Photograph conservator’s talents and contributions recognized by University
By Mary E. Cunningham-Kruppa
Photograph conservator Diana Diaz-Cañas is one of 30 staff from across The University of Texas at Austin to receive a 2016 Outstanding Staff Award. Recognized for their invaluable contributions, the work of this select group of recipients has had a significant impact on the University.
For the past three years, Diana’s contributions to the Ransom Center have furthered its mission to preserve its holdings. In 2014-15 alone, Diana treated 1,061 items from 96 different projects intended for exhibition, loan, identification of photographic technique, housing and stabilization, documentation, and mold cleaning.
Her work has included the family photo album of J. M. Coetzee and photographs included in Walker Evans’s 1941 publication Let Us Now Praise Famous Men. She also worked with the Center’s book conservators to treat two photo albums by Charles Dodgson (Lewis Carroll) for the Alice’s Adventures in Wonderland exhibition. In addition to work she performed for Alice’s Adventures, she treated a range of photographs for the Center’s most recent exhibitions, including The World at War, 1914-18; The Making of Gone with the Wind; Wildly Strange: The Photographs of Ralph Eugene Meatyard; Frank Reaugh: Landscapes of Texas and the American West; and Shakespeare in Print and Performance. Diana also treated ten photographs by Walker Evans that the Center loaned for exhibition in the 2015 Venice Biennale, All the World’s Futures. Diana’s remarkable conservation work has made it possible for researchers and museum visitors around the world to study, enjoy, and be inspired by these important photographs.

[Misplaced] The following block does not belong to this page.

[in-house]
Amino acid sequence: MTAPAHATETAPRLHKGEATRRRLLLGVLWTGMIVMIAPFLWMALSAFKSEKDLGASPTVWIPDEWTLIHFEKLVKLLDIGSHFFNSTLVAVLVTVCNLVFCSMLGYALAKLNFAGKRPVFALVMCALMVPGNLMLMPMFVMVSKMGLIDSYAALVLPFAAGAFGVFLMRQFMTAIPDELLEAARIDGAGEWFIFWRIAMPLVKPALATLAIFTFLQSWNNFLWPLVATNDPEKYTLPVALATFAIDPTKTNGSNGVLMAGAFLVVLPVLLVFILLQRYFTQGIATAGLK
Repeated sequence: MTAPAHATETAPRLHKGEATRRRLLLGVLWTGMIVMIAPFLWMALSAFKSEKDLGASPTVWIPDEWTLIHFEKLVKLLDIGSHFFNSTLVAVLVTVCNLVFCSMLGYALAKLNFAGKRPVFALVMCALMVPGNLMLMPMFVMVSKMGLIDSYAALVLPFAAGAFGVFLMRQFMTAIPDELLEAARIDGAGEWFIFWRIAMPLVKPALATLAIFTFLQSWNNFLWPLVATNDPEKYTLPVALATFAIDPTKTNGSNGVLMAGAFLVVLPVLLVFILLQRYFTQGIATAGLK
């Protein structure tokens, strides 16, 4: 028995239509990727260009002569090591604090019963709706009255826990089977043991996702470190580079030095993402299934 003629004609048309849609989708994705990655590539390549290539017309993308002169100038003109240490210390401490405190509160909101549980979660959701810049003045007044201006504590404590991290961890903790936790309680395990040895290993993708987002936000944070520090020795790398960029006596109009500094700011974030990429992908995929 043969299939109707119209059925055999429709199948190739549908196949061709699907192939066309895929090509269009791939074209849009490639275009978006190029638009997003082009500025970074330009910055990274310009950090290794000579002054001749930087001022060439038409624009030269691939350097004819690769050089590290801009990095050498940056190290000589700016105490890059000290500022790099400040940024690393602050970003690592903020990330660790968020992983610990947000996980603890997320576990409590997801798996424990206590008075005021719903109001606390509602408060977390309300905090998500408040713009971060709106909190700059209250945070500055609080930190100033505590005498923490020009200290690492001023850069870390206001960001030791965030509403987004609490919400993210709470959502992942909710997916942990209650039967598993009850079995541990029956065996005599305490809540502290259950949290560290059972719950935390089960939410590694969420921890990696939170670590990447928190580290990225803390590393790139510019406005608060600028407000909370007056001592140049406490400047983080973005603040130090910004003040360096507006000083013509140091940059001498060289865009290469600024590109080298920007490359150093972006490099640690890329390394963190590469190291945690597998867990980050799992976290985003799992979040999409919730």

All of Diana’s talents and skills came to bear tenfold in preparing for and participating in the recent symposium Gabriel Garcia Marquez: His Life and Legacy, co-hosted by the Ransom Center and the LLILAS Benson Latin American Studies and Collections. Diana did critical work to support the opening of the archive to researchers. She translated and checked translations for many materials made available to the press and the public to ensure that extensive information about the collection was available to Spanish-language audiences. She also spoke with many reporters from around the globe about the conservation work the Ransom Center has done on the archive, and was featured in press coverage across Latin America.
Diana is a tremendous asset to the Ransom Center, caring for and preparing collections for exhibit that reach the Center’s diverse audiences. Congratulations to Diana!
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